You did the cinematography for Reilly Bodycomb’s new instructional, right?
KJ: Yeah, that was a blast. His mindset of blending passes with leg attacks really sparked my fascination for leg attacks. It was a game changer. Everyone’s been talking about the Danaher guys with their heel hooks, but Reilly emphasized that you don’t just have to go for that submission in isolation. A lot of things, like guard passes, present themselves once you go for the legs – and vice versa. I’ve never been so inspired by a seminar.
Who are your idols in the art?
KJ: Marcelo Garcia is number one when it comes to mentality. When I started to refine my game, I fell in love with the berimbolo, and in that area Gianni Grippo became a big inspiration to me. And as far as the physical game goes, I study Guilherme Mendes closely because we have a similar body type. And finally when it comes to work ethics, drills, and execution, or my training regimen I look up to Cobrinha a lot. I really admire his no-excuses-just-drill-mentality. The man is relentless, and just won the adult division at the Pan-Ams. That’s crazy.
Somehow, you also found time to start a clothing company.
KJ: Yeah. Bolo Brand is my attempt at giving something back to the BJJ community. It was directly inspired by Nelson, who changed my whole perspective on jiu-jitsu as a vehicle to help others. When he started Inverted Gear he was working out of his mom’s basement, and I was there helping out. At first I assumed it was about making money, but his main idea was just to make something cool that people would enjoy. Something that wasn’t this big-boy-macho-skull-and-flame nonsense. After that he contributed to Tap Cancer Out and gave sponsorships to people that really deserved them. Eventually I’d like to do a similar fundraiser or project for a good cause with Bolo Brand. I’m less interested in selling a specific product, but I’d like Bolo Brand to be more of a media-hub. A cool brand for content production.
How have you applied jiu-jitsu to your life?
KJ: I’ve always loved problem solving. But in my day-to-day life, I was unable to do that. My first instructor Kevin Sheridan changed my outlook. As soon as I started training jiu-jitsu and understanding what it took to improve in the art, I found some direction. I went to school and got a better job, and it blossomed me into the person I wanted to be. The biggest thing he used to say was: “Don’t knock the door down. Pick the lock.” See, I never thought of sh#t like that before. It’s a simple little mantra that I repeat to myself daily, and it’s really helped me out in everything that comes my way. Before I used to say: “Oh well I didn’t get that job, so I won’t work for it. I’m just not qualified.” As opposed to saying: “There’s definitely a way for me to get in there, if they see what kind of person I am.” It’s a little shift in mindset that changed everything.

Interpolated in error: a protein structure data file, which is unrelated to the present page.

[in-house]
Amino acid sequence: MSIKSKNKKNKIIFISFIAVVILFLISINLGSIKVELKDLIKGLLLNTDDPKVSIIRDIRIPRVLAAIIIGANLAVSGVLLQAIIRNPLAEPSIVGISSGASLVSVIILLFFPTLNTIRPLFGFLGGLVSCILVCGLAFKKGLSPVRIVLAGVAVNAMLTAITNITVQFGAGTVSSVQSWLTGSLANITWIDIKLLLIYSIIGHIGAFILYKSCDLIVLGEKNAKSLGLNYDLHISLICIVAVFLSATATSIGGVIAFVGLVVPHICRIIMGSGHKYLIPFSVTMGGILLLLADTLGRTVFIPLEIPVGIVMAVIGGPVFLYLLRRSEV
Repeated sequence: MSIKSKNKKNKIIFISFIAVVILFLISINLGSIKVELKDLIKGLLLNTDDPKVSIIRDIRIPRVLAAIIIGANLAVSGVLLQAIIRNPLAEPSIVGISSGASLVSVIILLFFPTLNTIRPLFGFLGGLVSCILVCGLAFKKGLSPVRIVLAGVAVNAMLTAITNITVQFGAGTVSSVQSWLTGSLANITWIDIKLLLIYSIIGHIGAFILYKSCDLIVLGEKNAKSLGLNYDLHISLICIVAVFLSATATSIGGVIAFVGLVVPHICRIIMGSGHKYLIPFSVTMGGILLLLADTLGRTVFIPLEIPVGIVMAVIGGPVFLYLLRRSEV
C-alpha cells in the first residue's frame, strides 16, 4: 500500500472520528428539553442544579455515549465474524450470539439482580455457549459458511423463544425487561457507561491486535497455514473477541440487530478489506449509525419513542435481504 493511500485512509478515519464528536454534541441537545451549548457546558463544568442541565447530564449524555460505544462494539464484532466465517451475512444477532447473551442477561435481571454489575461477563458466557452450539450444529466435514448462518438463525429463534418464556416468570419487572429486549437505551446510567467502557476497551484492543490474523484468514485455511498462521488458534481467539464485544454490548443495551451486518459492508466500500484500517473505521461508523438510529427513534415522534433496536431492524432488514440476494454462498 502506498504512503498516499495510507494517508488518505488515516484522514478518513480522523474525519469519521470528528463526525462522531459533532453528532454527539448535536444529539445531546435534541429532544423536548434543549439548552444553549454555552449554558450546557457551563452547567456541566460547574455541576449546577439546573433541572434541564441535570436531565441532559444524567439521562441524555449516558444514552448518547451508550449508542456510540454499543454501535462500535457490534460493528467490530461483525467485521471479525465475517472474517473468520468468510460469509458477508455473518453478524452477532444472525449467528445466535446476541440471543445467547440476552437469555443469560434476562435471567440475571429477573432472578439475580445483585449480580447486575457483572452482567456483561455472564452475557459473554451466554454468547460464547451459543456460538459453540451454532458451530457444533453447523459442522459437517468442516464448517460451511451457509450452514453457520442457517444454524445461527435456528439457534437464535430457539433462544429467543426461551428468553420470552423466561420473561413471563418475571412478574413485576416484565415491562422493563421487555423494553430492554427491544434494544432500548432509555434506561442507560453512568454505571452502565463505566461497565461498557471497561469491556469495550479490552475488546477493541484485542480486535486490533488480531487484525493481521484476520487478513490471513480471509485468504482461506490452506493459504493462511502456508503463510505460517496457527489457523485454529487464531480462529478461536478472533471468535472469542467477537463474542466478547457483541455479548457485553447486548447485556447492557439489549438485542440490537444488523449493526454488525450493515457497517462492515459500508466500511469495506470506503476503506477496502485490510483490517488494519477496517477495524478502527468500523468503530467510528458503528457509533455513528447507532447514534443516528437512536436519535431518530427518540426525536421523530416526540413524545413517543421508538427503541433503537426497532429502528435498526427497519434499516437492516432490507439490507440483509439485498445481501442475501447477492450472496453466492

Also the destruction of my ego helped me a lot, because I used to be super arrogant in everything I did – and being totally unaware of it. I used to say: “Well, I already know that detail, so I don’t have to listen” in every part of my life. Jiu-jitsu makes you realize that you might already know a certain technique, but there might be one little thing that another person does differently, that might be extremely helpful. Jiu-jitsu just opens you up. It makes you like a sponge instead of a dried-out rock.
What did you struggle with the most?
KJ: Letting go of my ego. I would always roll super hard and use my A-game. But I would never adapt or explore other positions. I would only stick to the stuff I knew would beat the others in class. Developing the weak aspects of my game would mean that I’d ‘lose’ – and I couldn’t handle that mentally. It was Nelson who had to beat that out of me, by wrecking me every day he made sure that my ego was broken. But in a good way, in the best way.
You made a hilarious video of your mom making fun of your cauliflower ears. Does the whole family give you grief?
KJ: Yep. The entire family joins in. Whenever we eat empanadas, everyone likes to point out how much they look like my ears. My dad’s a purple belt too, but he’s barely got any cauliflower. I got mine mostly from Muay Thai. The inner ear blew up from me catching hits and clinching. Jiu-jitsu just exploded them. It’s all good though.
What are you focusing on now?
KJ: I’m training super hard for the Worlds. I even took some time off work. I’m debating whether or not I should cut weight so I can face Kennedy again, because I really want to fight him. Perhaps I’ll stay at my natural weight, which is Feather. It’s strange. I’ve never ever had the urge for a revenge match, but I’m itching for this one. The first time we fought I didn’t perform to my level. Just want to prove to myself that I can do better. At the very least I want to be there mentally and put on a good show.
Why do sacrifice so much for this art?
KJ: There’s nothing in my life that allows me to bond with other individuals as much as jiu-jitsu. On the mat you encounter people from all walks of life. Truthfully, what keeps me coming back is the people and the good vibes. I’ve yet to come across ‘that’ bulldog douchebag jiu-jitsu guy. We just beat each other up, and we learn and grow together. That’s priceless.
Follow Kyvann Jimenez on Instagram @kyvannjj and @bolobrand.
Daniël Bertina is a journalist, writer and BJJ black belt based in the Netherlands. Follow him on Twitter & Instagram at @joyofirony.